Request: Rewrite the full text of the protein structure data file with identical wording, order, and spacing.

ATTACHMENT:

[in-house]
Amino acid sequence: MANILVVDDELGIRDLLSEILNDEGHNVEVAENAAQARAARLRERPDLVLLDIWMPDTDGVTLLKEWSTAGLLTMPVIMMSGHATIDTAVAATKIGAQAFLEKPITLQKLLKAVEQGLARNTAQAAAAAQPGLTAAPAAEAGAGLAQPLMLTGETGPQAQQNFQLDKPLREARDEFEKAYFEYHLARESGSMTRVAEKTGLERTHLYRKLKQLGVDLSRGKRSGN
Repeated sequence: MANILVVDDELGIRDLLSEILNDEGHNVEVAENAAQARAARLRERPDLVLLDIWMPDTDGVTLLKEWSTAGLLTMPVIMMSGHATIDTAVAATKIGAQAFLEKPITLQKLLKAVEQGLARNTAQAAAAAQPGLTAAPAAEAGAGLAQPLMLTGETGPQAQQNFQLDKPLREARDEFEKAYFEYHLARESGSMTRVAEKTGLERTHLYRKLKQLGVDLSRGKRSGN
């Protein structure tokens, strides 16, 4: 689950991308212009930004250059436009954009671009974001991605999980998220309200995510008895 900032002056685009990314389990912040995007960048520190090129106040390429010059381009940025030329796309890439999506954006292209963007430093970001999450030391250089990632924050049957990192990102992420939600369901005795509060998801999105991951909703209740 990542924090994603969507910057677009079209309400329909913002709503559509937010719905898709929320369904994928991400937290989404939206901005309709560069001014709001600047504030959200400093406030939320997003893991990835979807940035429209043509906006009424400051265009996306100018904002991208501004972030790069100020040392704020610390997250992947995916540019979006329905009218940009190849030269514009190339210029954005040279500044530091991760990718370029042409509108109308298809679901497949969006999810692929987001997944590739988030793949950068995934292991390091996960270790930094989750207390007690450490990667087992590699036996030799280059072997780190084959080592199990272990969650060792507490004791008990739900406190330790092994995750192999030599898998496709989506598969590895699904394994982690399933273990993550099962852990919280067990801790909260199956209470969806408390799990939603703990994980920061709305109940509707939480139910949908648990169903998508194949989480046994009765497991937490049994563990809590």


[in-house]
Amino acid sequence: MANILVVDDELGIRDLLSEILNDEGHNVEVAENAAQARAARLRERPDLVLLDIWMPDTDGVTLLKEWSTAGLLTMPVIMMSGHATIDTAVAATKIGAQAFLEKPITLQKLLKAVEQGLARNTAQAAAAAQPGLTAAPAAEAGAGLAQPLMLTGETGPQAQQNFQLDKPLREARDEFEKAYFEYHLARESGSMTRVAEKTGLERTHLYRKLKQLGVDLSRGKRSGN
Repeated sequence: MANILVVDDELGIRDLLSEILNDEGHNVEVAENAAQARAARLRERPDLVLLDIWMPDTDGVTLLKEWSTAGLLTMPVIMMSGHATIDTAVAATKIGAQAFLEKPITLQKLLKAVEQGLARNTAQAAAAAQPGLTAAPAAEAGAGLAQPLMLTGETGPQAQQNFQLDKPLREARDEFEKAYFEYHLARESGSMTRVAEKTGLERTHLYRKLKQLGVDLSRGKRSGN
């Protein structure tokens, strides 16, 4: 689950991308212009930004250059436009954009671009974001991605999980998220309200995510008895 900032002056685009990314389990912040995007960048520190090129106040390429010059381009940025030329796309890439999506954006292209963007430093970001999450030391250089990632924050049957990192990102992420939600369901005795509060998801999105991951909703209740 990542924090994603969507910057677009079209309400329909913002709503559509937010719905898709929320369904994928991400937290989404939206901005309709560069001014709001600047504030959200400093406030939320997003893991990835979807940035429209043509906006009424400051265009996306100018904002991208501004972030790069100020040392704020610390997250992947995916540019979006329905009218940009190849030269514009190339210029954005040279500044530091991760990718370029042409509108109308298809679901497949969006999810692929987001997944590739988030793949950068995934292991390091996960270790930094989750207390007690450490990667087992590699036996030799280059072997780190084959080592199990272990969650060792507490004791008990739900406190330790092994995750192999030599898998496709989506598969590895699904394994982690399933273990993550099962852990919280067990801790909260199956209470969806408390799990939603703990994980920061709305109940509707939480139910949908648990169903998508194949989480046994009765497991937490049994563990809590």